Wood of the Month:

Hackberry Fans Make a Case For an Underrated Species

By Jo-Ann Kaiser


Celtis occidentalis of the family Ulmaceae.


Hackberry, sugarberry, bastard elm, hack-tree, hoop ash, nettletree.


Height typically ranges from 30 to 70 feet, but trees can grow to 130 feet tall. Average weight is 40 to 50 lbs per cubic foot, with a specific gravity of 0.64.


Hackberry lumber is moderately heavy and strong in bending. It is moderately weak in compression parallel to the grain, and rated moderately hard to hard. It has a very good steam bending rating. It is high in shock resistance, but low in stiffness. The wood has some shrinkage, but keeps its shape in seasoning. Cutting edges should be sharp to avoid the wood’s blunting effect. The wood works well with hand and machine tools. It nails and screws well and glues and stains satisfactorily. Hackberry wood dries readily with little degrade. It can be subject to blue sap stain. Hackberry takes a finish well and can be finished in its natural color.

Hackberry (hack·ber·ry) is in the Elm family and grows throughout the eastern United States and in southern Canada. Hackberry is particularly suited to the conditions in the Mississippi Valley, especially in the lower part of the Valley. Ideal growing conditions for hackberry include plentiful moisture and rich soils, but hackberry is also a hearty tree that grows in a variety of climates.

Jim Hartzell, owner of Hartzell Wood Stock in Lime Springs, IA, says he thinks hackberry is underappreciated as a domestic wood suited to furniture and flooring applications. “Hackberry is a wonderful wood, but most hackberry is used to make pallets and railroad ties,” says Hartzell, who logs hackberry and other woods and sells it. “(Hackberry) is an interesting wood that isn’t getting the recognition it is due.” Hartzell says hackberry ranges in color depending on where it grows. In some parts of the country the heartwood and sapwood are similar in color, but in the ideal growing conditions like the Mississippi Valley, the heartwood will have more color. “Hackberry from the south is a lot lighter in color as is hackberry from Illinois. Hackberry is like ash that way; in both, the color will vary ’’

Most hackberry has a moderately fine and uniform texture, but some will yield an interesting figure, featuring alternating light and dark streaks. Hartzell says the wood can have a very wild grain pattern. Sometimes it is interlocked.

Donald Culross Peattie, in A Natural History of Trees of Eastern and Central North America, says hackberry “has a figure rather like that of ash and takes polish well.”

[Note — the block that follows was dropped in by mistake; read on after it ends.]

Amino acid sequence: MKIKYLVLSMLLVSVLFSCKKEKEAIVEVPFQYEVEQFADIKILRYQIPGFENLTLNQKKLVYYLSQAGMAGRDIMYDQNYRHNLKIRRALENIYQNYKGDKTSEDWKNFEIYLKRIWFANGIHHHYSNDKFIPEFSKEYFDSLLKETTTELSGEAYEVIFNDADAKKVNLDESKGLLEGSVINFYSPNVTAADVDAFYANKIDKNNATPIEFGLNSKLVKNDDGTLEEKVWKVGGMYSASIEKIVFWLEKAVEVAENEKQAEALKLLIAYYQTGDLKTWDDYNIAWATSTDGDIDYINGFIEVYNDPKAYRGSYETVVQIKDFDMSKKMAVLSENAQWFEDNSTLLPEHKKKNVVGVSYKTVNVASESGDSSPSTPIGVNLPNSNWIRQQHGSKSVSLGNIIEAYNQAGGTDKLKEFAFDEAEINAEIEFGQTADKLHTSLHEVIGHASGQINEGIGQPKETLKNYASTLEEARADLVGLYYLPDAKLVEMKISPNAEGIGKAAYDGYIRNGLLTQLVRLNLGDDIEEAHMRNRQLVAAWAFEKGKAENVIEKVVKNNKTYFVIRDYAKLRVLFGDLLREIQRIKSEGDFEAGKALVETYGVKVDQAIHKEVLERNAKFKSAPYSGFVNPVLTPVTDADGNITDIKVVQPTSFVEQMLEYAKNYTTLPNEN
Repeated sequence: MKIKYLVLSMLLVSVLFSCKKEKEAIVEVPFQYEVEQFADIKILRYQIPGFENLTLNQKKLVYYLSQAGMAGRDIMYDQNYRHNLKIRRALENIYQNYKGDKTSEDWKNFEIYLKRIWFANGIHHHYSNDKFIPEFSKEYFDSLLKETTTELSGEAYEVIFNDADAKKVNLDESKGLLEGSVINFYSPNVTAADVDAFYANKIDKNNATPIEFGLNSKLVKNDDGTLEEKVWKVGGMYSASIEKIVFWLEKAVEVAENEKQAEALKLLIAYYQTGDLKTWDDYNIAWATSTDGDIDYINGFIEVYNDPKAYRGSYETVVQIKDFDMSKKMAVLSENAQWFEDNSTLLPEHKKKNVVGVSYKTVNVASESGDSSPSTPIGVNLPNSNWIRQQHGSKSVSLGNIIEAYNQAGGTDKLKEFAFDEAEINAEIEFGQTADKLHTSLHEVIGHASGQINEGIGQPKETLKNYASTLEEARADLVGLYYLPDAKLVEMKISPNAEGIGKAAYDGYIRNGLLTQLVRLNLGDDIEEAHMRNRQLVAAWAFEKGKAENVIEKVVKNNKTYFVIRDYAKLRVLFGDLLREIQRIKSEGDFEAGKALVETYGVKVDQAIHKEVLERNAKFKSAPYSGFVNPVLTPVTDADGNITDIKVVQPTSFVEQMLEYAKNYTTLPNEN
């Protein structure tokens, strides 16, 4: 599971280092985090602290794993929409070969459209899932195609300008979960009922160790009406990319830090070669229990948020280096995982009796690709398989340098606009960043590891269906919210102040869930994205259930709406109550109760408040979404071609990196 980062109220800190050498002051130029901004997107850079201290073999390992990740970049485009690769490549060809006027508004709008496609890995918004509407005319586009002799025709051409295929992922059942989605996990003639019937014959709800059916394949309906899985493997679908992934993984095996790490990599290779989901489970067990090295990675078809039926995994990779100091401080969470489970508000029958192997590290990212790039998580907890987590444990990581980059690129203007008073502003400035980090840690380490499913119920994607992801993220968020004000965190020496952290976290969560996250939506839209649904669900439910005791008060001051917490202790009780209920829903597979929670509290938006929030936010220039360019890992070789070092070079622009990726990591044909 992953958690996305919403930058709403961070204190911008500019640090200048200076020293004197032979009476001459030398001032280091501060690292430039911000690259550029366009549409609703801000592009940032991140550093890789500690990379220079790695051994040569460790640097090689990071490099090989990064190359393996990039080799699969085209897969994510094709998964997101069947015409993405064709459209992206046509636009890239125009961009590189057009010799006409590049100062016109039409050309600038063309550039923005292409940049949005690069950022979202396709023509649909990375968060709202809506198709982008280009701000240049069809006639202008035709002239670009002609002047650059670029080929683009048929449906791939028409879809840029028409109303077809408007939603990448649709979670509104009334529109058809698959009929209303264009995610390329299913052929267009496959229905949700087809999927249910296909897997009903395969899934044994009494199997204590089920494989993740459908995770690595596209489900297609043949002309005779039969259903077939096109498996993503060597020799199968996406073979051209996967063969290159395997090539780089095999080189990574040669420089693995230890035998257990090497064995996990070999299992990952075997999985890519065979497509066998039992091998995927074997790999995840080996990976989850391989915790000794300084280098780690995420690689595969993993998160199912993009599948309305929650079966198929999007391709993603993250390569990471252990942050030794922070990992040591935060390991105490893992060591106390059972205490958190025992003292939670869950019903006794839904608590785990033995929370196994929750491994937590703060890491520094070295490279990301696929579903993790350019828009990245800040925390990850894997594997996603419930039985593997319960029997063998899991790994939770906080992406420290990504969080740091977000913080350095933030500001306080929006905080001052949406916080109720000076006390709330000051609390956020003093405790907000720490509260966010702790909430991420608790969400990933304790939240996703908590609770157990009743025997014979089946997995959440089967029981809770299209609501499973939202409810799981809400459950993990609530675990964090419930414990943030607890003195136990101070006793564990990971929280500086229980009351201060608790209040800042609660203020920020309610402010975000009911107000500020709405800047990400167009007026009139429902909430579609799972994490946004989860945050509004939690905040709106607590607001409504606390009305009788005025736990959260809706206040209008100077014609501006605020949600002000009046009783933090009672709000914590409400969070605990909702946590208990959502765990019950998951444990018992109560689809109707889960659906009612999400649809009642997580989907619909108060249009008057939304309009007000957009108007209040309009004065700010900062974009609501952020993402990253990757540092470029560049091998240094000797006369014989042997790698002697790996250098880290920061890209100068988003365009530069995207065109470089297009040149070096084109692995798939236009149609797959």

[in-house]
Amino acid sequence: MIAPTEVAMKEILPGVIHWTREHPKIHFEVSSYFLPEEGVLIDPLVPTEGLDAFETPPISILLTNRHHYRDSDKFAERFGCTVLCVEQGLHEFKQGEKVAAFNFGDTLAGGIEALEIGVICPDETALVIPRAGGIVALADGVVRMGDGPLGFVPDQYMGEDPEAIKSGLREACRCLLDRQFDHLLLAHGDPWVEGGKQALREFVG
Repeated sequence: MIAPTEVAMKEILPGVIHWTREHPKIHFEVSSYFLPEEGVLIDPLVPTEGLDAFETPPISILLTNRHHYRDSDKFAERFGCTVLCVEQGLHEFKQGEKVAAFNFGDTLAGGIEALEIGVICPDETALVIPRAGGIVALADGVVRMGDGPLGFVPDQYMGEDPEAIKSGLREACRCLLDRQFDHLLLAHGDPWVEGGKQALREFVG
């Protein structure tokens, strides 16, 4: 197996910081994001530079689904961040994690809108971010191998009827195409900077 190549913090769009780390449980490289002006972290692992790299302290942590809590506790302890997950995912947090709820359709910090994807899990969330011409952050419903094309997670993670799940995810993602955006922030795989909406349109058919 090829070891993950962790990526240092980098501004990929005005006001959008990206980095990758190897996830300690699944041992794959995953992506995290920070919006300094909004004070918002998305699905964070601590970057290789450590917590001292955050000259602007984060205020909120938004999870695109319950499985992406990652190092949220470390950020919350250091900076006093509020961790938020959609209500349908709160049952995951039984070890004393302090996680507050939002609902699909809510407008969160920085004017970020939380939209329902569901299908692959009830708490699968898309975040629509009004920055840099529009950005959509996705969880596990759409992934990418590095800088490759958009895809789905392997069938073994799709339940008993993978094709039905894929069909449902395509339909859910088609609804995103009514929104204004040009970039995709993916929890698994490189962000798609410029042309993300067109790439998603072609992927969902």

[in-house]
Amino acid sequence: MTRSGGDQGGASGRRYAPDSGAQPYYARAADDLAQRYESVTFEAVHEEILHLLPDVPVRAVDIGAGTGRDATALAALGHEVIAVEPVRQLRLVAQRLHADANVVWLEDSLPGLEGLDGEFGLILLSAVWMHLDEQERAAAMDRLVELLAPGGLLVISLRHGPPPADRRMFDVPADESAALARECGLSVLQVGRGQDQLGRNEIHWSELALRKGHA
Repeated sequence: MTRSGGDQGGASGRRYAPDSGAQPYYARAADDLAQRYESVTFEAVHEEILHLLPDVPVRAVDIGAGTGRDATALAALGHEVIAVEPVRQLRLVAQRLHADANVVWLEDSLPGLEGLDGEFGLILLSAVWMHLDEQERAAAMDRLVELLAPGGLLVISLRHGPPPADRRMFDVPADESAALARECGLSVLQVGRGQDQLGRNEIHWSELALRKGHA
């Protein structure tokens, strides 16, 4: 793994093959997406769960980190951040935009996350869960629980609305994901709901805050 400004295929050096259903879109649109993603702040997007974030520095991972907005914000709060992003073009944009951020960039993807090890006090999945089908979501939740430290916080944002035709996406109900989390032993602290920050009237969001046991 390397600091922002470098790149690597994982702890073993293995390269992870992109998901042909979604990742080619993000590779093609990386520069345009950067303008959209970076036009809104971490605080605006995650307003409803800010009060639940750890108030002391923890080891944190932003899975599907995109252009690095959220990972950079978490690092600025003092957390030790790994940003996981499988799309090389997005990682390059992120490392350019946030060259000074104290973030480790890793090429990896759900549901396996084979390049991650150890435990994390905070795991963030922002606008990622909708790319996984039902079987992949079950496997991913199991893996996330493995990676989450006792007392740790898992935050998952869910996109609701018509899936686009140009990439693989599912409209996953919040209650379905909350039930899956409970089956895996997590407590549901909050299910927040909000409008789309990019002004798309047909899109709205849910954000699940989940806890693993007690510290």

Hartzell sells hackberry flooring and says he thinks the wood makes superior flooring that offers great wearability and a good look. “People don’t always realize that hackberry is harder than walnut and cherry.’’

Care should be taken while drying the wood, to maintain the color. “Hackberry is one of the woods that should be cut in winter for the best color and to avoid ‘stick stain’ when it is dried,” Hartzell says.

Similarities and Differences

Hackberry belongs to the Elm family, Ulmaceae, and has many similarities to elm trees. In Hugh Johnson’s Encyclopedia of Trees, he says, ‘‘It is the fruit that distinguishes hackberries from the elms.” Hackberry trees yield red, yellow or blackish berries compared with elm’s “dry, flattened or winged fruit.”

Hackberry trees will root deep, Johnson says. “Their deep roots, once they have found their depth, are virtually drought-proof,” he says. Johnson adds that the best part about common hackberry trees in North America is their “highly original bark,” which is described as corky.

Most hackberry comes from Celtis occidentalis, but another similar species, Celtis laevigata, or sugarberry, is sometimes sold commercially under the name hackberry. Sugarberry is also another common name for hackberry trees, which further confuses things.

Alternate names for C. laevigata include Mississippi hackberry and sugar hackberry. The trees are very similar and grow in many of the same areas, although sugarberry grows in the Southern and Southern Atlantic states. For both species, the sapwood is usually pale yellow, although in some trees the sapwood has a green or gray tint.

Hackberry’s Uses

Hackberry’s uses include pallets and railroad ties, furniture, cabinet work, sports and gym equipment, tool handles, farm implements and vehicle bodies. Most hackberry is cut for lumber, but some is used as dimension stock and some is cut into veneer.

Peattie writes hackberry is used for barrel hoops — since it is tough and flexible — and fence posts and the inevitable boxes and crates.

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